Linux Changes Pipe Behavior After Breaking Problematic Android Apps On Recent Kernels
Written by Michael Larabel in Linux Kernel on 31 July 2021 at 12:10 PM EDT. 53 Comments
LINUX KERNEL --
At the end of 2019 a rework to the Linux kernel's pipe code saw some of its logic reworked to only wake up readers if needed and avoid a possible thundering herd problem. But it turns out some Android libraries abused the functionality and this has led to broken Android applications when moving to recent kernels. While the user-space software is in the wrong, the kernel is sticking to its policy of not breaking user-space and as such Linus Torvalds has changed the code's behavior for Linux 5.14 and to be back-ported to prior stable kernels.

Rather than only waking up readers if needed, the change merged into the Linux kernel on Friday will make pipe writes always wake up readers. Due to some Android libraries like Realm misusing the EPOLL interface, the pipe change at the end of 2019 ended up breaking some Android apps.

This has broken "numerous Android applications" since Linux 5.5, but given the long period of times between kernel versions shipped by Android, it only has become a problem recently with Android transitioning to Linux 5.10 LTS. Realm's behavior has since been addressed but will take some period of time before all applications leveraging the library (and any other problematic libraries out there) are updated and re-built, thus for now broken Android applications are still out there.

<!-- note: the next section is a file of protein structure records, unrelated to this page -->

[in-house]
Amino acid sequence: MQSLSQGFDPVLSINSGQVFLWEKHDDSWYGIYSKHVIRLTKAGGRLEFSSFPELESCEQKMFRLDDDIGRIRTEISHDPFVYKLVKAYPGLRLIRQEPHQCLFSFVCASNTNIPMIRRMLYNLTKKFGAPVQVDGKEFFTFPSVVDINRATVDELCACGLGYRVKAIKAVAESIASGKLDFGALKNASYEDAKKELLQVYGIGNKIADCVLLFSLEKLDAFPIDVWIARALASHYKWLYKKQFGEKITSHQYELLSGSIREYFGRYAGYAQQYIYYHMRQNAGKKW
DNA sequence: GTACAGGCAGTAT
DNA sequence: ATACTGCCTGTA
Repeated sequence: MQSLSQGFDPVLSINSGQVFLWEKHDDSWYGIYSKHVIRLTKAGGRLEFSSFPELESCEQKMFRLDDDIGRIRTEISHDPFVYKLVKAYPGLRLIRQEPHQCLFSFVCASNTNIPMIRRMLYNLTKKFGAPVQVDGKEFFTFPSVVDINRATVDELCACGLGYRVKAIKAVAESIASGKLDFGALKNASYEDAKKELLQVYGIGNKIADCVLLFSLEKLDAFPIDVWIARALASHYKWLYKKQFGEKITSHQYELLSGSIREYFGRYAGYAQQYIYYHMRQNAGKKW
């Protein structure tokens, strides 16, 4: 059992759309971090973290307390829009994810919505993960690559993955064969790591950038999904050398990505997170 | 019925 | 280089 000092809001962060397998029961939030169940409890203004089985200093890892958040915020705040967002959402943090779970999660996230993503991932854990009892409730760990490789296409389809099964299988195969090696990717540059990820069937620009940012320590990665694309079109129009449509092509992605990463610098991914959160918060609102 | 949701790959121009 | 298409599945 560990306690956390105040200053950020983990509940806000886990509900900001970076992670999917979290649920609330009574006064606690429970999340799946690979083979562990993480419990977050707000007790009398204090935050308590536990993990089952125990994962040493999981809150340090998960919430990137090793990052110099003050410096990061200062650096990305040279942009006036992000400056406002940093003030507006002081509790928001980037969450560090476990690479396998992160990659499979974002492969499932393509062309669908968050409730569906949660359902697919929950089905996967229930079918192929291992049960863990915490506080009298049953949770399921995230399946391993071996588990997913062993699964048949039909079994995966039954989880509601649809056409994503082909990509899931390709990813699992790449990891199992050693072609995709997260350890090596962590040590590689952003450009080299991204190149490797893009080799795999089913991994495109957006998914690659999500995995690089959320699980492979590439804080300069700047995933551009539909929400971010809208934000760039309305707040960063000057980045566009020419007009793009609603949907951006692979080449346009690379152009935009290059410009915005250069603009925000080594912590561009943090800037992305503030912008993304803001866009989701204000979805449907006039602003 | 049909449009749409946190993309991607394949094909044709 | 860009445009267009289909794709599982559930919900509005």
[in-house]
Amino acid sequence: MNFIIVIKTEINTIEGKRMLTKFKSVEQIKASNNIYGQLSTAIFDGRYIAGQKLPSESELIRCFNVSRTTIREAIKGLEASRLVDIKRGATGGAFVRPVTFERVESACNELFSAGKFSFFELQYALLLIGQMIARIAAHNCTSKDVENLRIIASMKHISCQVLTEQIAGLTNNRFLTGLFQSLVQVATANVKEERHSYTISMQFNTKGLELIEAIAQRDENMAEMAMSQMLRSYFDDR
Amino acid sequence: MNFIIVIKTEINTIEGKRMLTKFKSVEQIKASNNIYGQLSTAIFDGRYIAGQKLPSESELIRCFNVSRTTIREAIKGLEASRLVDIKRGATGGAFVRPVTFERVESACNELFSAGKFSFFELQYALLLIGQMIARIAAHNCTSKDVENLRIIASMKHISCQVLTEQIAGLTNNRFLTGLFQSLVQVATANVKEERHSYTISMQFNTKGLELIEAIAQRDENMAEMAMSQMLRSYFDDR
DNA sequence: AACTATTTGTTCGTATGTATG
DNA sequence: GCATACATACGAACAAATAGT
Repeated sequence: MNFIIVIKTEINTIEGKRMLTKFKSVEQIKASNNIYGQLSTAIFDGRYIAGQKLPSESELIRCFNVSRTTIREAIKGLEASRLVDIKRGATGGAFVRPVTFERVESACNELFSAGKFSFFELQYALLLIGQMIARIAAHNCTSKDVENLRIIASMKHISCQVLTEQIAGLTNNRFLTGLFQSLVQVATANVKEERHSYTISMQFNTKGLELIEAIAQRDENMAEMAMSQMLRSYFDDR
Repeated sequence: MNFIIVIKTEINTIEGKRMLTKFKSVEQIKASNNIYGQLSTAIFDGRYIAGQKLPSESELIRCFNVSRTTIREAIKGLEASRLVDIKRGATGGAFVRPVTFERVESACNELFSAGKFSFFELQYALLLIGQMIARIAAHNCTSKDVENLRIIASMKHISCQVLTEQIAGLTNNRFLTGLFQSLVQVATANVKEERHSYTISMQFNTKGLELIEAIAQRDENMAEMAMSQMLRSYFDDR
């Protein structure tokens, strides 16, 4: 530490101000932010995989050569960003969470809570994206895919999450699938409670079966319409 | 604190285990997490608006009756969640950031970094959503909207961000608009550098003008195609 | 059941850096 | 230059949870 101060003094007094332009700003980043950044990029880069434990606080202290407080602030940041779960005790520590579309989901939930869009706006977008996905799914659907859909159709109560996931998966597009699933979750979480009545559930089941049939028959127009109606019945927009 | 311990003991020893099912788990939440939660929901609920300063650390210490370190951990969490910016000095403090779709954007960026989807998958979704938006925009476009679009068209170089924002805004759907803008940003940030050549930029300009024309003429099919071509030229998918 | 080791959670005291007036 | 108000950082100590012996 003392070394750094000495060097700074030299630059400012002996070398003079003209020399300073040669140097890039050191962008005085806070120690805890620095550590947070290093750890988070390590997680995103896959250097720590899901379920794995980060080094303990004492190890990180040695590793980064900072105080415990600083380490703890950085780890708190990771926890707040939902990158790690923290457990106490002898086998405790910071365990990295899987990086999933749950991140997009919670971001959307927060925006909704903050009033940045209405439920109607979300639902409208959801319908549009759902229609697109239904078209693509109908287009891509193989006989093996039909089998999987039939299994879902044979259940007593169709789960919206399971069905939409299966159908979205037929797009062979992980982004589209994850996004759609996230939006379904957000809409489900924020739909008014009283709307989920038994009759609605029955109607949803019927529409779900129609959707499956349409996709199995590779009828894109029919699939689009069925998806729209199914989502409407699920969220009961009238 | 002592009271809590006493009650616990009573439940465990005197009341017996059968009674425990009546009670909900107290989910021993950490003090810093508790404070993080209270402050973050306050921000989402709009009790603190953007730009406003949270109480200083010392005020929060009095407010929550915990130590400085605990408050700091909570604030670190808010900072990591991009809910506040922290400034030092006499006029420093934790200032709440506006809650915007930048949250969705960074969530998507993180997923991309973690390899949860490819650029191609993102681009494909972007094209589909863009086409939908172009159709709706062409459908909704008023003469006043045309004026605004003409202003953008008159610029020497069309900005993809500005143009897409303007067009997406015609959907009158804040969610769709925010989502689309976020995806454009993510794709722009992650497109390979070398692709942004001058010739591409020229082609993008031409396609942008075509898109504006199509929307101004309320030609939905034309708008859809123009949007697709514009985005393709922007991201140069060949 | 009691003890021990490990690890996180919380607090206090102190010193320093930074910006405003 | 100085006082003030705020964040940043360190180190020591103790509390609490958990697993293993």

While user-space was misusing an interface and that led to "all applications using this library stopped working", the Linux kernel carries a policy that if applications break from new kernel behavior/changes, it's a regression. Thus on Friday Linus Torvalds authored and merged this change to always make writes wake-up readers even if extraneous in order to better jive with the old behavior.

See this commit for those interested in all the technical details on the issue and resolution.
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Michael Larabel is the principal author of Phoronix.com and founded the site in 2004 with a focus on enriching the Linux hardware experience. Michael has written more than 20,000 articles covering the state of Linux hardware support, Linux performance, graphics drivers, and other topics. Michael is also the lead developer of the Phoronix Test Suite, Phoromatic, and OpenBenchmarking.org automated benchmarking software. He can be followed via Twitter or contacted via MichaelLarabel.com.

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